Command authority that may be exercised by commanders at any echelon at or below the level of combatant command. Operational control is inherent in combatant command (command authority) and may be delegated within the command. When forces are transferred between combatant commands, the command relationship the gaining commander will exercise (and the losing commander will relinquish) over these forces must be specified by the Secretary of Defense. Operational control is the authority to perform those functions of command over subordinate forces involving organizing and employing commands and forces, assigning tasks, designating objectives, and giving authoritative direction necessary to accomplish the mission. Operational control includes authoritative direction over all aspects of military operations and joint training necessary to accomplish missions assigned to the command. Operational control should be exercised through the commanders of subordinate organizations. Normally this authority is exercised through subordinate joint force commanders and Service and/or functional component commanders. Operational control normally provides full authority to organize commands and forces and to employ those forces as the commander in operational control considers necessary to accomplish assigned missions; it does not, in and of itself, include authoritative direction for logistics or matters of administration, discipline, internal organization, or unit training. Also called OPCON. See also combatant command; combatant command (command authority); tactical control. (JP 0-2)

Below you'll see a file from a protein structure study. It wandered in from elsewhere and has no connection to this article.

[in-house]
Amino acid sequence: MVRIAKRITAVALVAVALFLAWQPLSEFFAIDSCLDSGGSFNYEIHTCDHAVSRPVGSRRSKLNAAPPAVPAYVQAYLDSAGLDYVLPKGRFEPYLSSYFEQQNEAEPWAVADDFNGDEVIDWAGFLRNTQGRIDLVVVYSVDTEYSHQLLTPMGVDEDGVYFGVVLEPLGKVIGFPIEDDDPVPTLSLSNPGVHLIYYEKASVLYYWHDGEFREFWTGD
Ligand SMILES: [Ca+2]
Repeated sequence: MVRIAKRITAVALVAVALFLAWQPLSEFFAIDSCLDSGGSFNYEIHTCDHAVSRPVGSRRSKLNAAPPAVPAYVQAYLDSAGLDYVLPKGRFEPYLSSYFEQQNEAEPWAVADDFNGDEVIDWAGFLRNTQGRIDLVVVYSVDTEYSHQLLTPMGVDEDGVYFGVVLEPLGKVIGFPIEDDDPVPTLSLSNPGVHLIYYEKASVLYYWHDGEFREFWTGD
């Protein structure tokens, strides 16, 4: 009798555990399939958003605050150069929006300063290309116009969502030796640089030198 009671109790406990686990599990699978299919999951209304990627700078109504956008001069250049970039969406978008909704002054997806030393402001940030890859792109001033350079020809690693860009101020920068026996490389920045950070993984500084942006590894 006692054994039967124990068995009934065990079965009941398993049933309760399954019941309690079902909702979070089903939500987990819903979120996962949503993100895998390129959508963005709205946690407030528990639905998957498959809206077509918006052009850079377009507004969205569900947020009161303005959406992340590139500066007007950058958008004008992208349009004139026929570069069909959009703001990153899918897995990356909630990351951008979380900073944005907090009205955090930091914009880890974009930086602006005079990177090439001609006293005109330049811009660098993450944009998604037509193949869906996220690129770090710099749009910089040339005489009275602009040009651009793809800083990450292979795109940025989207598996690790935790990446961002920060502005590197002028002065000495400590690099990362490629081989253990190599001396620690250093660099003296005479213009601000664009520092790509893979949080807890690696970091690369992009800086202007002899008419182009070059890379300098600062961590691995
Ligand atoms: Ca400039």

(*) The naval commander responsible within a specified geographical area for the naval control of all merchant shipping under Allied naval control. Also called OCA.
(*) Decontamination carried out by an individual and/or a unit, restricted to specific parts of operationally essential equipment, materiel and/or working areas, in order to minimize contact and transfer hazards and to sustain operations. This may include decontamination of the individual beyond the scope of immediate decontamination, as well as decontamination of mission-essential spares and limited terrain decontamination. See also decontamination; immediate decontamination; thorough decontamination.